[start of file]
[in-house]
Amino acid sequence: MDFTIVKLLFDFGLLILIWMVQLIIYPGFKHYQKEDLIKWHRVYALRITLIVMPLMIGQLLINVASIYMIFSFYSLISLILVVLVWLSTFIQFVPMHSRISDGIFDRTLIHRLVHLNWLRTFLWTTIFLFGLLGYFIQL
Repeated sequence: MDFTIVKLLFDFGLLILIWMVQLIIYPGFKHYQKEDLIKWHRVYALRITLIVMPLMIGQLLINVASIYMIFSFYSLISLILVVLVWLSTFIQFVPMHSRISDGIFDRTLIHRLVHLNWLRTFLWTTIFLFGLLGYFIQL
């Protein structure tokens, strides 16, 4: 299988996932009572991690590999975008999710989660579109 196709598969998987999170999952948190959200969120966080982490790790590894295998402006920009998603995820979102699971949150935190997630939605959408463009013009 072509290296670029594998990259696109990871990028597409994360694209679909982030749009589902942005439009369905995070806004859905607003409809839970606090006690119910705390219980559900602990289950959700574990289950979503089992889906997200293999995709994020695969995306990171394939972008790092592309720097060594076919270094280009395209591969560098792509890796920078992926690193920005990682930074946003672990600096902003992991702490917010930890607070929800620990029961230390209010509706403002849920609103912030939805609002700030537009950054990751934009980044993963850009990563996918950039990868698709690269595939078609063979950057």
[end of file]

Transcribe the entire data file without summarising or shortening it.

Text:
[in-house]
Amino acid sequence: MDFTIVKLLFDFGLLILIWMVQLIIYPGFKHYQKEDLIKWHRVYALRITLIVMPLMIGQLLINVASIYMIFSFYSLISLILVVLVWLSTFIQFVPMHSRISDGIFDRTLIHRLVHLNWLRTFLWTTIFLFGLLGYFIQL
Repeated sequence: MDFTIVKLLFDFGLLILIWMVQLIIYPGFKHYQKEDLIKWHRVYALRITLIVMPLMIGQLLINVASIYMIFSFYSLISLILVVLVWLSTFIQFVPMHSRISDGIFDRTLIHRLVHLNWLRTFLWTTIFLFGLLGYFIQL
């Protein structure tokens, strides 16, 4: 299988996932009572991690590999975008999710989660579109 196709598969998987999170999952948190959200969120966080982490790790590894295998402006920009998603995820979102699971949150935190997630939605959408463009013009 072509290296670029594998990259696109990871990028597409994360694209679909982030749009589902942005439009369905995070806004859905607003409809839970606090006690119910705390219980559900602990289950959700574990289950979503089992889906997200293999995709994020695969995306990171394939972008790092592309720097060594076919270094280009395209591969560098792509890796920078992926690193920005990682930074946003672990600096902003992991702490917010930890607070929800620990029961230390209010509706403002849920609103912030939805609002700030537009950054990751934009980044993963850009990563996918950039990868698709690269595939078609063979950057």